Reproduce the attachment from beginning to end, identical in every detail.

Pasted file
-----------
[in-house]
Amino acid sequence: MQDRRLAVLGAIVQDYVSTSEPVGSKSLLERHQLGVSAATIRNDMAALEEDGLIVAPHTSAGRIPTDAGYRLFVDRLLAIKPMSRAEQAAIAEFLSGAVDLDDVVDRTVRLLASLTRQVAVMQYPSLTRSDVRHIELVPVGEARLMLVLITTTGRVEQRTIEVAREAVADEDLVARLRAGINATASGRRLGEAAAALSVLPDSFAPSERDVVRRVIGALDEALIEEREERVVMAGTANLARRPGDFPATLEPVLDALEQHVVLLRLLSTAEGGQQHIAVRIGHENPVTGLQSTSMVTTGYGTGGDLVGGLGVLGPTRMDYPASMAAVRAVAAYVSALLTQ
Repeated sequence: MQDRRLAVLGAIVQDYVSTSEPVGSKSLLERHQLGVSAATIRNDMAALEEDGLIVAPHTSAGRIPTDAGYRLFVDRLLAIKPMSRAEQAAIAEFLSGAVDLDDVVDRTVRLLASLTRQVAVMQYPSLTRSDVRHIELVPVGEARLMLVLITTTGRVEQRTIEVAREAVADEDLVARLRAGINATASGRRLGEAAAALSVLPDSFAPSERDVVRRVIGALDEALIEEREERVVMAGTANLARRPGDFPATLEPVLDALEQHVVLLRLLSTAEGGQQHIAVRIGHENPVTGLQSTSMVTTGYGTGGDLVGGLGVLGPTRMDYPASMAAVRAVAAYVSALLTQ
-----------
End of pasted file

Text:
[in-house]
Amino acid sequence: MQDRRLAVLGAIVQDYVSTSEPVGSKSLLERHQLGVSAATIRNDMAALEEDGLIVAPHTSAGRIPTDAGYRLFVDRLLAIKPMSRAEQAAIAEFLSGAVDLDDVVDRTVRLLASLTRQVAVMQYPSLTRSDVRHIELVPVGEARLMLVLITTTGRVEQRTIEVAREAVADEDLVARLRAGINATASGRRLGEAAAALSVLPDSFAPSERDVVRRVIGALDEALIEEREERVVMAGTANLARRPGDFPATLEPVLDALEQHVVLLRLLSTAEGGQQHIAVRIGHENPVTGLQSTSMVTTGYGTGGDLVGGLGVLGPTRMDYPASMAAVRAVAAYVSALLTQ
Repeated sequence: MQDRRLAVLGAIVQDYVSTSEPVGSKSLLERHQLGVSAATIRNDMAALEEDGLIVAPHTSAGRIPTDAGYRLFVDRLLAIKPMSRAEQAAIAEFLSGAVDLDDVVDRTVRLLASLTRQVAVMQYPSLTRSDVRHIELVPVGEARLMLVLITTTGRVEQRTIEVAREAVADEDLVARLRAGINATASGRRLGEAAAALSVLPDSFAPSERDVVRRVIGALDEALIEEREERVVMAGTANLARRPGDFPATLEPVLDALEQHVVLLRLLSTAEGGQQHIAVRIGHENPVTGLQSTSMVTTGYGTGGDLVGGLGVLGPTRMDYPASMAAVRAVAAYVSALLTQ